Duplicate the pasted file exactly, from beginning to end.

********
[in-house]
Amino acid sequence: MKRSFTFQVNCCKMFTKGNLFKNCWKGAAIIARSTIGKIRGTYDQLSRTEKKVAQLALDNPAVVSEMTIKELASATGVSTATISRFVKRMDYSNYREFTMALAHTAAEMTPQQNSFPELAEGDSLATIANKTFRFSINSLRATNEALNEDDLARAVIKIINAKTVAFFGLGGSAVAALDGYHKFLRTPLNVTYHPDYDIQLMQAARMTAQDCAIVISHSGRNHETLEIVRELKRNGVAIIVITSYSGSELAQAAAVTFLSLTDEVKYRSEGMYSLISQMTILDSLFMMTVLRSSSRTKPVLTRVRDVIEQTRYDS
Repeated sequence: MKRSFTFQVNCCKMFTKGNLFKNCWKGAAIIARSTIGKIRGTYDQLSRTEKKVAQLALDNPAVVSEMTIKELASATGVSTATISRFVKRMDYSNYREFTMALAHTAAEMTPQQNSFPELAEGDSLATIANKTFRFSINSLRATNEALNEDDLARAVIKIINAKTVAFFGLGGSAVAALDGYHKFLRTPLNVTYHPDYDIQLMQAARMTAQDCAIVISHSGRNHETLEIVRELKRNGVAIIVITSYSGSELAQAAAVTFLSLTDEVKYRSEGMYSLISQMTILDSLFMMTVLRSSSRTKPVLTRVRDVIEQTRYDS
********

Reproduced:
[in-house]
Amino acid sequence: MKRSFTFQVNCCKMFTKGNLFKNCWKGAAIIARSTIGKIRGTYDQLSRTEKKVAQLALDNPAVVSEMTIKELASATGVSTATISRFVKRMDYSNYREFTMALAHTAAEMTPQQNSFPELAEGDSLATIANKTFRFSINSLRATNEALNEDDLARAVIKIINAKTVAFFGLGGSAVAALDGYHKFLRTPLNVTYHPDYDIQLMQAARMTAQDCAIVISHSGRNHETLEIVRELKRNGVAIIVITSYSGSELAQAAAVTFLSLTDEVKYRSEGMYSLISQMTILDSLFMMTVLRSSSRTKPVLTRVRDVIEQTRYDS
Repeated sequence: MKRSFTFQVNCCKMFTKGNLFKNCWKGAAIIARSTIGKIRGTYDQLSRTEKKVAQLALDNPAVVSEMTIKELASATGVSTATISRFVKRMDYSNYREFTMALAHTAAEMTPQQNSFPELAEGDSLATIANKTFRFSINSLRATNEALNEDDLARAVIKIINAKTVAFFGLGGSAVAALDGYHKFLRTPLNVTYHPDYDIQLMQAARMTAQDCAIVISHSGRNHETLEIVRELKRNGVAIIVITSYSGSELAQAAAVTFLSLTDEVKYRSEGMYSLISQMTILDSLFMMTVLRSSSRTKPVLTRVRDVIEQTRYDS